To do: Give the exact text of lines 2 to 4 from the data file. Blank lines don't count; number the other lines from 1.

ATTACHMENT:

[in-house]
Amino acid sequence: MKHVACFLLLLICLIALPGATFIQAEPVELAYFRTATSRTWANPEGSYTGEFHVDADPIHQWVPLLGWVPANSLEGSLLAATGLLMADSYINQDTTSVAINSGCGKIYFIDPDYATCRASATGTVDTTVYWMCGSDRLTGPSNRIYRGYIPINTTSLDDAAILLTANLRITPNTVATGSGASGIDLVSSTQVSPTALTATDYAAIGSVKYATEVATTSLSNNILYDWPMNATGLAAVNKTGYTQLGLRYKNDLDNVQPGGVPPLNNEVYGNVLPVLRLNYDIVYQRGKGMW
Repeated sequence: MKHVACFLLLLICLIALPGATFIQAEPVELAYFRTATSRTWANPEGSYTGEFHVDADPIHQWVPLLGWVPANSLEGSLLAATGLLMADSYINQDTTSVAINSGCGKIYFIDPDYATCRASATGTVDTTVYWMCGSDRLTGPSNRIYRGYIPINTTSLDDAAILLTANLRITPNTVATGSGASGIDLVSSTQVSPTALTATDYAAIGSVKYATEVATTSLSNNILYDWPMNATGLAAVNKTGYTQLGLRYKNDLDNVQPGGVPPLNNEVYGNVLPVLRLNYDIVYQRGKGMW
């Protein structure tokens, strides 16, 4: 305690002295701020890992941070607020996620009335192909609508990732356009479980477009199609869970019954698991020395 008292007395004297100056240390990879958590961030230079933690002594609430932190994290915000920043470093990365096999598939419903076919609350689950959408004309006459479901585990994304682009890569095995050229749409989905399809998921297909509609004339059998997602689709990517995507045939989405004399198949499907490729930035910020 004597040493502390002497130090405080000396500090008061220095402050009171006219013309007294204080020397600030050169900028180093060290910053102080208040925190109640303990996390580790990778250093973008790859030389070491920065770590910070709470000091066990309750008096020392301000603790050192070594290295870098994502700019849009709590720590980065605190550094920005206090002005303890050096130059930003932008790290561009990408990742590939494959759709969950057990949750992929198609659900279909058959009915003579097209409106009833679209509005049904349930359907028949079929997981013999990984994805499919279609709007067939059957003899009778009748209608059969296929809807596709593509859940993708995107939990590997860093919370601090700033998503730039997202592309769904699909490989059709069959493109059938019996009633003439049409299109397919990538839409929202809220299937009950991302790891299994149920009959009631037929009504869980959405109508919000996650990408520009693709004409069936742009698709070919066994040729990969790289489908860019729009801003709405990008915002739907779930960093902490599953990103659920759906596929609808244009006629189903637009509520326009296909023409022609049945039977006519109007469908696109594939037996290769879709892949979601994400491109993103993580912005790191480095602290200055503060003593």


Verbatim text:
Amino acid sequence: MKHVACFLLLLICLIALPGATFIQAEPVELAYFRTATSRTWANPEGSYTGEFHVDADPIHQWVPLLGWVPANSLEGSLLAATGLLMADSYINQDTTSVAINSGCGKIYFIDPDYATCRASATGTVDTTVYWMCGSDRLTGPSNRIYRGYIPINTTSLDDAAILLTANLRITPNTVATGSGASGIDLVSSTQVSPTALTATDYAAIGSVKYATEVATTSLSNNILYDWPMNATGLAAVNKTGYTQLGLRYKNDLDNVQPGGVPPLNNEVYGNVLPVLRLNYDIVYQRGKGMW
Repeated sequence: MKHVACFLLLLICLIALPGATFIQAEPVELAYFRTATSRTWANPEGSYTGEFHVDADPIHQWVPLLGWVPANSLEGSLLAATGLLMADSYINQDTTSVAINSGCGKIYFIDPDYATCRASATGTVDTTVYWMCGSDRLTGPSNRIYRGYIPINTTSLDDAAILLTANLRITPNTVATGSGASGIDLVSSTQVSPTALTATDYAAIGSVKYATEVATTSLSNNILYDWPMNATGLAAVNKTGYTQLGLRYKNDLDNVQPGGVPPLNNEVYGNVLPVLRLNYDIVYQRGKGMW
């Protein structure tokens, strides 16, 4: 305690002295701020890992941070607020996620009335192909609508990732356009479980477009199609869970019954698991020395 008292007395004297100056240390990879958590961030230079933690002594609430932190994290915000920043470093990365096999598939419903076919609350689950959408004309006459479901585990994304682009890569095995050229749409989905399809998921297909509609004339059998997602689709990517995507045939989405004399198949499907490729930035910020 004597040493502390002497130090405080000396500090008061220095402050009171006219013309007294204080020397600030050169900028180093060290910053102080208040925190109640303990996390580790990778250093973008790859030389070491920065770590910070709470000091066990309750008096020392301000603790050192070594290295870098994502700019849009709590720590980065605190550094920005206090002005303890050096130059930003932008790290561009990408990742590939494959759709969950057990949750992929198609659900279909058959009915003579097209409106009833679209509005049904349930359907028949079929997981013999990984994805499919279609709007067939059957003899009778009748209608059969296929809807596709593509859940993708995107939990590997860093919370601090700033998503730039997202592309769904699909490989059709069959493109059938019996009633003439049409299109397919990538839409929202809220299937009950991302790891299994149920009959009631037929009504869980959405109508919000996650990408520009693709004409069936742009698709070919066994040729990969790289489908860019729009801003709405990008915002739907779930960093902490599953990103659920759906596929609808244009006629189903637009509520326009296909023409022609049945039977006519109007469908696109594939037996290769879709892949979601994400491109993103993580912005790191480095602290200055503060003593």